Island getaway that is Holy appropriate; lindisfarne life up for grabs with stunning bungalow.
IT'S not often that a house on Holy Island comes on the market.
But when it does, you can be sure of one thing - spectacular views of one of the most picturesque parts of the North East.
Whoever buys Belvue at Chare End will not only get a three-bedroomed detached bungalow, but will be surrounded by history and a view of the castle.
Add in the wildlife and you have a perfect location for nature lovers.
The house is on the market by Coast and Castle, of Alnwick, Northumberland, with offers in the region of PS485,000.
It follows the death of previous owner Tom Bell, 90, originally from Annfield Plain, County Durham, who retired to the property to indulge his hobby of watching the local sea birds.
Tom's daughter Julia Duffy, of the Isle of Man, said she and her sister were selling reluctantly because the property meant so much to him.
She said: "The house was built in 1962 and dad had it renovated in 1985 to increase the number of windows to maximise the views.
"Dad was 90 when he died and it's a bit too big for my sister and I to keep it going from a distance.
"He had his binoculars and loved to simply sit and watch the birds fly overhead.
"Dad had loved sailing in his earlier years and that's when he fell in love with Holy Island."
Julia said the house was interesting from an architectural point of view.
She said: "It is a one-off architecturally designed property with one of the best views on Holy Island.
"It was going to be built on stilts by a North East businessman but the county council would not let him.
"It is actually a split-level bungalow with gardens front and back.
"In a sense the front of the house is the back and there is a huge raised terraced area.
"The house was originally called the Chalet and my dad changed it to Chare Ends."
Coast and Castle say the local wildlife is a major attraction.
"Apart from its historical pedigree, Holy Island has an exciting and varied array of wildlife," said a spokesman.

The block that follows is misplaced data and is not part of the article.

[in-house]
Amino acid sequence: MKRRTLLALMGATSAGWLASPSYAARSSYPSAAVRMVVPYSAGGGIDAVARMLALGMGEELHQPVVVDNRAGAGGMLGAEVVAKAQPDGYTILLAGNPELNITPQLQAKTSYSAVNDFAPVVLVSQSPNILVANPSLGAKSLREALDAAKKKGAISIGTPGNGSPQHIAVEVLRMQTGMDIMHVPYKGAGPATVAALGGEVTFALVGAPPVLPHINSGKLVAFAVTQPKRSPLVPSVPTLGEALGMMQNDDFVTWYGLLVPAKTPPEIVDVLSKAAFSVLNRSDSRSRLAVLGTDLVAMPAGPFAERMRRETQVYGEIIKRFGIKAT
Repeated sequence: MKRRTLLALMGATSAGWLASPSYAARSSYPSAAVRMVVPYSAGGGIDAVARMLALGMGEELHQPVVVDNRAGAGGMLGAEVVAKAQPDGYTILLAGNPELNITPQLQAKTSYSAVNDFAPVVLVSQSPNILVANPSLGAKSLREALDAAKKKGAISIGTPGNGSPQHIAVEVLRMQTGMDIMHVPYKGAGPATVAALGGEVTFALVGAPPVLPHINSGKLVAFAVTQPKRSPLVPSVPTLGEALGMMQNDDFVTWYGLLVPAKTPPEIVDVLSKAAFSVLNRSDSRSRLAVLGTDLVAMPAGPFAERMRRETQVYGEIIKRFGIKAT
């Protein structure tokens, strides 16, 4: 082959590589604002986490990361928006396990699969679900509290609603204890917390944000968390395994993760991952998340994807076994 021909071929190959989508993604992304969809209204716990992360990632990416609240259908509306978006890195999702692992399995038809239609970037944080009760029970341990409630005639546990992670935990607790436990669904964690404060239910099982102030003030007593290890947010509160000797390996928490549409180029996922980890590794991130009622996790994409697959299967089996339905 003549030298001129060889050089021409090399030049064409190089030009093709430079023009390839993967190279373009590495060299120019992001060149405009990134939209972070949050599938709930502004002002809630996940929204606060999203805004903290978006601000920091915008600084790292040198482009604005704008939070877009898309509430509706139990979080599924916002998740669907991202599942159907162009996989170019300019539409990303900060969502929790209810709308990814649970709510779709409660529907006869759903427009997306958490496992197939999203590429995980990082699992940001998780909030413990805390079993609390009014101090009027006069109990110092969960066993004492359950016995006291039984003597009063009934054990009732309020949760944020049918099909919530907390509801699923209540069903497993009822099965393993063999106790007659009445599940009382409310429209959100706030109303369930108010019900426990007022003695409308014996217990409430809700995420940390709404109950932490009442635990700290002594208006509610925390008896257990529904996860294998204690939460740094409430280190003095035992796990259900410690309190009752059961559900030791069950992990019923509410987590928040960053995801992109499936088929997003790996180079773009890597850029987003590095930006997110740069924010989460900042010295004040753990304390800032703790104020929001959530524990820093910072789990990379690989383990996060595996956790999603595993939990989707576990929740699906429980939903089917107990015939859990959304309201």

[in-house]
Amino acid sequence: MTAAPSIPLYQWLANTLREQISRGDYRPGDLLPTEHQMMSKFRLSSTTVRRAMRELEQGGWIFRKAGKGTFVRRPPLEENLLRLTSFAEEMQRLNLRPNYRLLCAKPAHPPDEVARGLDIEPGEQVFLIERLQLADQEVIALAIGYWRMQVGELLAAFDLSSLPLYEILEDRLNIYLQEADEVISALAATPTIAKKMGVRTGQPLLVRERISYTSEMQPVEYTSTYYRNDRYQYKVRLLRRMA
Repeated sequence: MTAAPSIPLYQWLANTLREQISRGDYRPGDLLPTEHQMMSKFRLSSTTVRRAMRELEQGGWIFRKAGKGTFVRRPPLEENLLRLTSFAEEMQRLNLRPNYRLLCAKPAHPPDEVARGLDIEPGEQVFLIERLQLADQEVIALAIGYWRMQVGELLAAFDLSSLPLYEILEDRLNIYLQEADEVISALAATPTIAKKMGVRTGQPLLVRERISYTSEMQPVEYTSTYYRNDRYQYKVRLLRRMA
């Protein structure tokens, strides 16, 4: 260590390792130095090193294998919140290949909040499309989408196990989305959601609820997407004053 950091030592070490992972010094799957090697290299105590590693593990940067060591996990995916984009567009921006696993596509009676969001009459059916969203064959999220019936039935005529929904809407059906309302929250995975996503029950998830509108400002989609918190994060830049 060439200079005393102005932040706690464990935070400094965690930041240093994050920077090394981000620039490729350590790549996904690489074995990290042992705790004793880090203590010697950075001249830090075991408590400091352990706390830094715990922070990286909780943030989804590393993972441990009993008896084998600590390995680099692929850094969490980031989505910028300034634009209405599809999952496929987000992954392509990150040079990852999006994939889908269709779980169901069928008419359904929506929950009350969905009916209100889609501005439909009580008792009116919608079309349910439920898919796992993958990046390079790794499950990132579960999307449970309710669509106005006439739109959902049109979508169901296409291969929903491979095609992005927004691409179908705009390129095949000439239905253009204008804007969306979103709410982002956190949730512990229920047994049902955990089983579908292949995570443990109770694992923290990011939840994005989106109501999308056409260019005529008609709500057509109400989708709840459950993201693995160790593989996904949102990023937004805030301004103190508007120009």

"Its island status protects tidal mudflats, saltmarshes and dunes which together form the Lindisfarne National Nature Reserve.
"Rare plants and an abundance of food supplies attract visiting birds from thousands of miles away.
"In the autumn, pale-bellied brent geese fly in from Svalbard,, pink-footed and greylag geese, widgeon, grey plovers and bartailed godwits are just some of the islands other visitors.
"Grey seals bob in the waters and can be spotted sunning themselves on the sands, joined by the occasional common seal."
Highlights of the property include high ceilings and full-length windows.
"The first room you arrive at is the fabulous lounge/diner, set around a central chimney breast," the advert says.
"This open plan room benefits from semi-vaulted ceilings with exposed beams. A brick hearth houses an attractive open fire and wood store.
"The spacious formal dining room lies on the other side of the chimney breast, and a stunning bank of full height windows at the back of the room offer enviable views over the castle and the sea for as far as the eye can see.
"All bedrooms have the benefit of en suite facilities.
"Externally, to the rear, is one of the most impressive and breathtaking aspects on the island."
The house on Holy Island offers spectacular views
One of the three bedrooms in the bunglalow
The bungalow on Holy Island and its views